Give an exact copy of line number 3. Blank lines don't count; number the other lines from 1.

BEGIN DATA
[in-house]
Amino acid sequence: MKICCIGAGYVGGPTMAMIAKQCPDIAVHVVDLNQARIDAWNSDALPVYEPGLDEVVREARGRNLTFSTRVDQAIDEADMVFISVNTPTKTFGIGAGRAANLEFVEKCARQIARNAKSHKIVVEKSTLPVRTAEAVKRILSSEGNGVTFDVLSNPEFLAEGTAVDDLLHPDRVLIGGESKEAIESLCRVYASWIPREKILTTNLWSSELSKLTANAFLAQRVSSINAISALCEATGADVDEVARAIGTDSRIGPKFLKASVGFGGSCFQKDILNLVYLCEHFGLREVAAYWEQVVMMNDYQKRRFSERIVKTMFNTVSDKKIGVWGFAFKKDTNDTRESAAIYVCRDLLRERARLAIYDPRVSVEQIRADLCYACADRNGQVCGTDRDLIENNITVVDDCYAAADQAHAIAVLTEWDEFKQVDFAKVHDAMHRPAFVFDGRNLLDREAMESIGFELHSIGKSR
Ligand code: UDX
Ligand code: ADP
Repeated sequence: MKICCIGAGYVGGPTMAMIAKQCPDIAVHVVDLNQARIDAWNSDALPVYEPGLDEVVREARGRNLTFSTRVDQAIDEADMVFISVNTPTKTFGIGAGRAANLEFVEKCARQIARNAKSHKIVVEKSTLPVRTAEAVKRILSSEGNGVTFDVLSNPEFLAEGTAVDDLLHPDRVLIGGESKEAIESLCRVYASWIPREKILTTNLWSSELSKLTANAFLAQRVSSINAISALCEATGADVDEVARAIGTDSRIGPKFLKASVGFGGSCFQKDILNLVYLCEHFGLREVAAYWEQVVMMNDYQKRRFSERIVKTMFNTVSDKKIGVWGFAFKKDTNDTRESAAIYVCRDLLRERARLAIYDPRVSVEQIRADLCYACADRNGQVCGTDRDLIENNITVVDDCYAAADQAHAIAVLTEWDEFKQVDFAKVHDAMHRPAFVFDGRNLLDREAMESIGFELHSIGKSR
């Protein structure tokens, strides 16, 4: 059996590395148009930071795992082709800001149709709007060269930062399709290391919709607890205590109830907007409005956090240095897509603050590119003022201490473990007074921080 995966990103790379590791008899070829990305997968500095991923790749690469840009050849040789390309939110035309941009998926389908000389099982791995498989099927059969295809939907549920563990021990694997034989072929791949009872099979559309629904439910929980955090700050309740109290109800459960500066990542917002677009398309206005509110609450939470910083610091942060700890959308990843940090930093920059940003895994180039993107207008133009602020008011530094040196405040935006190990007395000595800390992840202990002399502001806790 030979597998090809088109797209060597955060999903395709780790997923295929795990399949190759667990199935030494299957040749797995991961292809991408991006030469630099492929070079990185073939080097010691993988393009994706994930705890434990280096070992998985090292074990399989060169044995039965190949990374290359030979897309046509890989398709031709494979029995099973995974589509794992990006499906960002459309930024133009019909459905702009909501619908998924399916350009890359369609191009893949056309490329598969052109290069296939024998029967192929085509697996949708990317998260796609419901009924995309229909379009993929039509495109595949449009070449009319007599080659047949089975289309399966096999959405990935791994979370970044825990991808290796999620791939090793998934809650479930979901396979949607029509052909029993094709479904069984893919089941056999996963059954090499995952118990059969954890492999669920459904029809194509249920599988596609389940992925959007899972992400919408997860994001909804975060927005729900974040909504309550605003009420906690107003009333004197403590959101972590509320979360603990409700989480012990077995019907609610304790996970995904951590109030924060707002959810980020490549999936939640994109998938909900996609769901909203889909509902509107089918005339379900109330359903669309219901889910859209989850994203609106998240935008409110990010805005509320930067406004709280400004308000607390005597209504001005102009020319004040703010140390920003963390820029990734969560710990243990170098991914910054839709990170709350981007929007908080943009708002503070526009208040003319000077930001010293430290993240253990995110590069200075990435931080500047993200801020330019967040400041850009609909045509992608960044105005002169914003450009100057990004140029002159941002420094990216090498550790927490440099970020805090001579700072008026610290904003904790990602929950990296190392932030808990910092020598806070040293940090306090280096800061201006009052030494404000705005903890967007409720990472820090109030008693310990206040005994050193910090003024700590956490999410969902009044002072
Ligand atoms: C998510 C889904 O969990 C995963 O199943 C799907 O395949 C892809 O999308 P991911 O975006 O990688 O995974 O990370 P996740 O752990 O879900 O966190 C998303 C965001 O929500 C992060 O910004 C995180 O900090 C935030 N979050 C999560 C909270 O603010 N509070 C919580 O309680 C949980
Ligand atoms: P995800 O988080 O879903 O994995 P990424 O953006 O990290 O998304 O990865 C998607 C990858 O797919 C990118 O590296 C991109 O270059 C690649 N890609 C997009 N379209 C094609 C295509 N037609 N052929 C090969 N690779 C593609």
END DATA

Ligand code: UDX